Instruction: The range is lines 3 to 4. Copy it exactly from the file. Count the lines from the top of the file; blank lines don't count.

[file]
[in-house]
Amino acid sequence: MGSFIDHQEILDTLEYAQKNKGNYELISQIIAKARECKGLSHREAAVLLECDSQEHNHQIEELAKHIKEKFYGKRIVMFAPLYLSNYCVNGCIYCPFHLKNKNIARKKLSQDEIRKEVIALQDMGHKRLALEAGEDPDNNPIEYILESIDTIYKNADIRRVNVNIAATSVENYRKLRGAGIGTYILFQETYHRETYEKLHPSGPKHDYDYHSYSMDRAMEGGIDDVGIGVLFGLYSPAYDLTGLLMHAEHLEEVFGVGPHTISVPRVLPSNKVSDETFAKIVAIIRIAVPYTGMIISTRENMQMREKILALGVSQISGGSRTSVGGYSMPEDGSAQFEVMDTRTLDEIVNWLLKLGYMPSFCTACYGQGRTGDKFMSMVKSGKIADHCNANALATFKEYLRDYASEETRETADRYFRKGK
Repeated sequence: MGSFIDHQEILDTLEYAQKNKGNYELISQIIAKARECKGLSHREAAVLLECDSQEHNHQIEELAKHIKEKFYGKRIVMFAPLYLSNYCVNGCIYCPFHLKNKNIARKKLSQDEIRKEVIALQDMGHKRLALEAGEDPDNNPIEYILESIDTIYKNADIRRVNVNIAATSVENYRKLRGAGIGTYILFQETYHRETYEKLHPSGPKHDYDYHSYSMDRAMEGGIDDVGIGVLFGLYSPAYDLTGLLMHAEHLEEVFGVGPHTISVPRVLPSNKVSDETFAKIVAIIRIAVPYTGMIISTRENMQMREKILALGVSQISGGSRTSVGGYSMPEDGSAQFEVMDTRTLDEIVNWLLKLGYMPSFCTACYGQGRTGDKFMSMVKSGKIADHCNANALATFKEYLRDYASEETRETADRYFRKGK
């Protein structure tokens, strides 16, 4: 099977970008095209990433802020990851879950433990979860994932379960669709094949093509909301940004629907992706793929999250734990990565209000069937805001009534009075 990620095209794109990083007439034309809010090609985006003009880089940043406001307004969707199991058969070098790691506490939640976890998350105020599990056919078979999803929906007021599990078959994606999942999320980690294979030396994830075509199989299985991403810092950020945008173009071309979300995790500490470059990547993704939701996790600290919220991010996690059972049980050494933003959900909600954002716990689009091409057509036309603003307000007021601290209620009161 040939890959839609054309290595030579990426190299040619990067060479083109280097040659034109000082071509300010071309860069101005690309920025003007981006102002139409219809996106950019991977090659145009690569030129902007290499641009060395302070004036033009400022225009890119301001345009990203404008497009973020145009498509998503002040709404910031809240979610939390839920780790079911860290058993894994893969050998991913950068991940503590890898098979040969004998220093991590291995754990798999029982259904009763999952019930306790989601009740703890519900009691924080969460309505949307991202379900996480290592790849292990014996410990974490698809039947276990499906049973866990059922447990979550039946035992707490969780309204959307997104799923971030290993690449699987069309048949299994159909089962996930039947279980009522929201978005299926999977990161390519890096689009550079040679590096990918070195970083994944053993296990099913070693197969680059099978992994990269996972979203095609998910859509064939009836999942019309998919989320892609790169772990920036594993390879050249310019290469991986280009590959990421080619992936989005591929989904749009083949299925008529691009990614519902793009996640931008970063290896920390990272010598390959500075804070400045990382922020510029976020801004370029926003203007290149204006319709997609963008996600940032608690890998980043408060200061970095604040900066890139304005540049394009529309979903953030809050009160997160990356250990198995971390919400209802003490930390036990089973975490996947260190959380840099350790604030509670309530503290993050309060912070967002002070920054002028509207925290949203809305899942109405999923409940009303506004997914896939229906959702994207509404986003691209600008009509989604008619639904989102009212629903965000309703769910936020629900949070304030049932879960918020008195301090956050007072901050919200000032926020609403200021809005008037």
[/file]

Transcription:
Repeated sequence: MGSFIDHQEILDTLEYAQKNKGNYELISQIIAKARECKGLSHREAAVLLECDSQEHNHQIEELAKHIKEKFYGKRIVMFAPLYLSNYCVNGCIYCPFHLKNKNIARKKLSQDEIRKEVIALQDMGHKRLALEAGEDPDNNPIEYILESIDTIYKNADIRRVNVNIAATSVENYRKLRGAGIGTYILFQETYHRETYEKLHPSGPKHDYDYHSYSMDRAMEGGIDDVGIGVLFGLYSPAYDLTGLLMHAEHLEEVFGVGPHTISVPRVLPSNKVSDETFAKIVAIIRIAVPYTGMIISTRENMQMREKILALGVSQISGGSRTSVGGYSMPEDGSAQFEVMDTRTLDEIVNWLLKLGYMPSFCTACYGQGRTGDKFMSMVKSGKIADHCNANALATFKEYLRDYASEETRETADRYFRKGK
């Protein structure tokens, strides 16, 4: 099977970008095209990433802020990851879950433990979860994932379960669709094949093509909301940004629907992706793929999250734990990565209000069937805001009534009075 990620095209794109990083007439034309809010090609985006003009880089940043406001307004969707199991058969070098790691506490939640976890998350105020599990056919078979999803929906007021599990078959994606999942999320980690294979030396994830075509199989299985991403810092950020945008173009071309979300995790500490470059990547993704939701996790600290919220991010996690059972049980050494933003959900909600954002716990689009091409057509036309603003307000007021601290209620009161 040939890959839609054309290595030579990426190299040619990067060479083109280097040659034109000082071509300010071309860069101005690309920025003007981006102002139409219809996106950019991977090659145009690569030129902007290499641009060395302070004036033009400022225009890119301001345009990203404008497009973020145009498509998503002040709404910031809240979610939390839920780790079911860290058993894994893969050998991913950068991940503590890898098979040969004998220093991590291995754990798999029982259904009763999952019930306790989601009740703890519900009691924080969460309505949307991202379900996480290592790849292990014996410990974490698809039947276990499906049973866990059922447990979550039946035992707490969780309204959307997104799923971030290993690449699987069309048949299994159909089962996930039947279980009522929201978005299926999977990161390519890096689009550079040679590096990918070195970083994944053993296990099913070693197969680059099978992994990269996972979203095609998910859509064939009836999942019309998919989320892609790169772990920036594993390879050249310019290469991986280009590959990421080619992936989005591929989904749009083949299925008529691009990614519902793009996640931008970063290896920390990272010598390959500075804070400045990382922020510029976020801004370029926003203007290149204006319709997609963008996600940032608690890998980043408060200061970095604040900066890139304005540049394009529309979903953030809050009160997160990356250990198995971390919400209802003490930390036990089973975490996947260190959380840099350790604030509670309530503290993050309060912070967002002070920054002028509207925290949203809305899942109405999923409940009303506004997914896939229906959702994207509404986003691209600008009509989604008619639904989102009212629903965000309703769910936020629900949070304030049932879960918020008195301090956050007072901050919200000032926020609403200021809005008037």